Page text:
Brisbane Day 2 Didn't quite make it
But Harmie's started
With another wide
Not me but Paul Herrick - all will be explained. Just let’s say for now, Harmison again put his first ball on a sixpence, the one he left off the cut square yesterday. In relation to the mud of Flanders mentioned previously, he remains consistent, and consistency is all, especially with regards custard.
Entry into the ground was much easier this time. So easy I did it twice in search of Section 49 where I was due to meet Ian Payne and Paul Herrick to do something for ITV viewers. The guy who took my ticket pointed me in the wrong direction which meant going out of the ground again to get it right. We decided to film at lunch, and missed nothing significant as Australia made England toil
Up Against It Australia 4-407 Hussey bowled Flintoff
Each wicket a point on an English chart
Of hopes on a voyage round Australia.
No reefs, storms, rip-tides, sand-bars and currents,
Just a long lonely barren ocean of sweat
In the sun before the next wicket’s fall.
Cool, below decks, thieves plot their destiny
Come lunch England are without a prayer. Ian and Paul gathered a multitude to film while I lead them in worship....
The Lords’ Prayer
Our Freddie, the heart of our eleven,
willowed be thy name.
Thy Century come, thy will be done,
from Perth unto the Gabba.
Bowl each day your daily jaffas
and smite Warne mightily all your slog-swept sixes
as Warnie smites those who trespass against him.
But heed us when close to temptation
and shield the Ashes from evil:
for thine is the century, the fivefor and the glory
for ever and ever.
It sort of works. In the next session four wickets go down including the avaricious mephistopheles Ponting, 196, lbw Hoggard, when it looked to all intents and purposes that we’d need the frigate, Diamantina shored up on the Brisbane river, to fire out the blighter, but England eventually face six hundred, each four umpire Bowden signals like a farmer attempting to scythe the final daisy which is not quite within reach. The Grim Reaper.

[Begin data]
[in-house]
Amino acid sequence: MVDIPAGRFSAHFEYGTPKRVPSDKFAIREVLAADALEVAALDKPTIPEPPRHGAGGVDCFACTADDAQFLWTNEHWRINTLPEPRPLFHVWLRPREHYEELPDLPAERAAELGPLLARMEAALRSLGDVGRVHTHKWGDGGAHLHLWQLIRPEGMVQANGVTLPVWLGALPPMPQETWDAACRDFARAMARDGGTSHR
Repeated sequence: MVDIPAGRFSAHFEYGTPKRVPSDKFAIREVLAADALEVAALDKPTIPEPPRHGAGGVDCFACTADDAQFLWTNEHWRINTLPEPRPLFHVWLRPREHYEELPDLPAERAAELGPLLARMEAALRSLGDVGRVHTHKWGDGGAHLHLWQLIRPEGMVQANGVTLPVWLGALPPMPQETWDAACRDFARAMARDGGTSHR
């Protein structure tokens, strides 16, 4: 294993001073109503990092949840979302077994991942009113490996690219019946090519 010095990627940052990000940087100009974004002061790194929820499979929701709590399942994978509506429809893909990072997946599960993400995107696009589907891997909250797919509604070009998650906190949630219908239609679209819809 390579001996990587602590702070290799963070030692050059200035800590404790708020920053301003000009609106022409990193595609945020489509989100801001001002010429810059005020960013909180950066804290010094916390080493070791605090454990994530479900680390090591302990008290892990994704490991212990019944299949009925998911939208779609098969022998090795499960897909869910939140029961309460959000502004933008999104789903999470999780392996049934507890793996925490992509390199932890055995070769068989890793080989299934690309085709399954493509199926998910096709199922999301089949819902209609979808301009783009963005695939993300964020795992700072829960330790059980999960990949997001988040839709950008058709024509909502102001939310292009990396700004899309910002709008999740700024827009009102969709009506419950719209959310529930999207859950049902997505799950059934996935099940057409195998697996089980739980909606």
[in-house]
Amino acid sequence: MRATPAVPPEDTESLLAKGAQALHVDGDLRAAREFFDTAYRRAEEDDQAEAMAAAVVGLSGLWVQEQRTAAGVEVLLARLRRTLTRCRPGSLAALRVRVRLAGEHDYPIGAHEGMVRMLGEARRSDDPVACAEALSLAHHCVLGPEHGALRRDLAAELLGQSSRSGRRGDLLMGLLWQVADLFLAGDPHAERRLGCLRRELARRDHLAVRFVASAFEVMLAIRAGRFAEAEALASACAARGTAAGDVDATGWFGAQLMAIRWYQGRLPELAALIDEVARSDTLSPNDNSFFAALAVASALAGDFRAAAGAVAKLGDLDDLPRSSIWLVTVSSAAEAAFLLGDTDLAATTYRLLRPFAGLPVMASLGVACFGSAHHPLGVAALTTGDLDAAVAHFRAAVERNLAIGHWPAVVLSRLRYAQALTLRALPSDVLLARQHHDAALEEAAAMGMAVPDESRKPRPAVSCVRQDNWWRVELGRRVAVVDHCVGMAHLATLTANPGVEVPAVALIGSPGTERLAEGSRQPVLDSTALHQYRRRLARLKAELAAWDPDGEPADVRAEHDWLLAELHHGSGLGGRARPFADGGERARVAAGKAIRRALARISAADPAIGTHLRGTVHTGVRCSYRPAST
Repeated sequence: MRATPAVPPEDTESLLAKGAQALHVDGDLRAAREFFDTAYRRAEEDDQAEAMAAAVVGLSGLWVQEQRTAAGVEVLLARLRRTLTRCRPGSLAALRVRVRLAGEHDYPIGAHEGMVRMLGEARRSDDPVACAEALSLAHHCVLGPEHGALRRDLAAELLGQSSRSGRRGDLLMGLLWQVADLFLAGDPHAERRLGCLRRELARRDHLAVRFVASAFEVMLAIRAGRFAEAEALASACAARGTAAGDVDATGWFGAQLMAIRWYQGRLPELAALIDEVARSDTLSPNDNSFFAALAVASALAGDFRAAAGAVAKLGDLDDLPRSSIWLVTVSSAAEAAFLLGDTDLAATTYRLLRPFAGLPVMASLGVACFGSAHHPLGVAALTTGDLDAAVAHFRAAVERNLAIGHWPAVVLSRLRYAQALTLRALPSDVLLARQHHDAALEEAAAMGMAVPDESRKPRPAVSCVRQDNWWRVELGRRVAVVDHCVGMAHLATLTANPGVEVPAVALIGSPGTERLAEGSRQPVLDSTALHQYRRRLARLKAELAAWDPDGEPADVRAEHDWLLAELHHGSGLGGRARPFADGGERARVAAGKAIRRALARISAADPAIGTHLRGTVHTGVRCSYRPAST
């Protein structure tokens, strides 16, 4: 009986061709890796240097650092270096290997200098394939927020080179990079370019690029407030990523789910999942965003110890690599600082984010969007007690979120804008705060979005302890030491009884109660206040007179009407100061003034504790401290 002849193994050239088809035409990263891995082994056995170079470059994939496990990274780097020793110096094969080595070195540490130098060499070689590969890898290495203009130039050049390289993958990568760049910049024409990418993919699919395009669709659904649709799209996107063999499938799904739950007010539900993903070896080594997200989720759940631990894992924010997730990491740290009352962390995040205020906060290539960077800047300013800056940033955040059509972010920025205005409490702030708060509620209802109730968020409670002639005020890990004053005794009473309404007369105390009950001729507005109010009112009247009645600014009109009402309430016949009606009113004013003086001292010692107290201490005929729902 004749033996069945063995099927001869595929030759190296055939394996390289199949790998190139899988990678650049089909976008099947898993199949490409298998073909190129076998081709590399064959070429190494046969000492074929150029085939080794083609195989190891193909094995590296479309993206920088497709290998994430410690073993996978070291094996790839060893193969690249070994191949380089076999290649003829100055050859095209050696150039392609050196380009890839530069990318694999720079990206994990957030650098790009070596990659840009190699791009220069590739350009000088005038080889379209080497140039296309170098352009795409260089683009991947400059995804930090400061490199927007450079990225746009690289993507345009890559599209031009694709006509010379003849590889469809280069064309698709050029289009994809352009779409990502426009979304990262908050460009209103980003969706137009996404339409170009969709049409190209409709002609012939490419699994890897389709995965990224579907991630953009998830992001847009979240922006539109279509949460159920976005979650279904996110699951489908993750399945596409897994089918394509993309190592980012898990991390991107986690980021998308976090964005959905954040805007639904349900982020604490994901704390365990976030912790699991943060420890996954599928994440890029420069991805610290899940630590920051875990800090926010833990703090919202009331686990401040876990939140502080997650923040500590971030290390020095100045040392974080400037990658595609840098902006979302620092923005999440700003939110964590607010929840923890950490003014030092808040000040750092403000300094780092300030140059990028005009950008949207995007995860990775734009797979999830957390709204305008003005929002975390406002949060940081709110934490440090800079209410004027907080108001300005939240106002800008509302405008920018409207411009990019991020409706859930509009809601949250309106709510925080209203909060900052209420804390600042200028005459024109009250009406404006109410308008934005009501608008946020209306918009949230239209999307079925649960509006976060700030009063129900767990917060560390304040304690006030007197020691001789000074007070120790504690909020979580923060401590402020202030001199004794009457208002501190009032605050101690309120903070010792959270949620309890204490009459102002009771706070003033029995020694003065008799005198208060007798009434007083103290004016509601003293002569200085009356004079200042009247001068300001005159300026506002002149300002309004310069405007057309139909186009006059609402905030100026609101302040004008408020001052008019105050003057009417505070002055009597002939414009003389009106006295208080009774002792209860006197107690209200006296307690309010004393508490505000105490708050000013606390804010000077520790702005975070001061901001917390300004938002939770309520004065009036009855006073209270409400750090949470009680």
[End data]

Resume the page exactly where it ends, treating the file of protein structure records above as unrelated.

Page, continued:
I can imagine Christopher Martin-Jenkins in the Test Match Special Radio commentary box saying ‘England have a real mountain to climb.’
The Ascent of Mount Gabba
Six hundred and two is far more than a stiff climb.
Inside the poms’ dressing room it’s squidgy bum time;
Advance party leave base-camp, equipment checked
Against endless fury they’ll face beyond tent flaps;
Those inside hope against hope they will be some time.
Just out of sight, twenty eight steps taken well in hand,
One falls, hooked off a precipice overhung with risk.
Rescue party sent, immediate slip to slip
Second to second, rescuers can but observe.
Elements ancient magnificent accuracy
Of dispatch. Furies howl and yell, scenting more blood
Not much further on, base camp abandoned, useless
They hold onto each other, forced alone, a fall.
In the coldness of heat they find purchase enough
To sleep the night amid dreams of their dead.
To be continued on the second day of the Ascent if not beyond.
Chastened we wend our way home back across the Brisbane River, the frigate Diamantina at the Queensland Maritime Museum surrounded by smugly grinning Australians, including the funnels and ventilators of the HMAS Diamantina, in anticipation of unexpected English visitors on the last two days of the test match, having failed to get half-way up Mount Gabba.
But I strike gold on my way home. Never mind Flintoff blowing Jaffas, none of the cafes and convenience stores sell fruit. Woolworths does, by the bucket load. I stock up for my lunches. And if England were to reach the summit of Mount Gabba, these fine Australian products will taste especially sweet.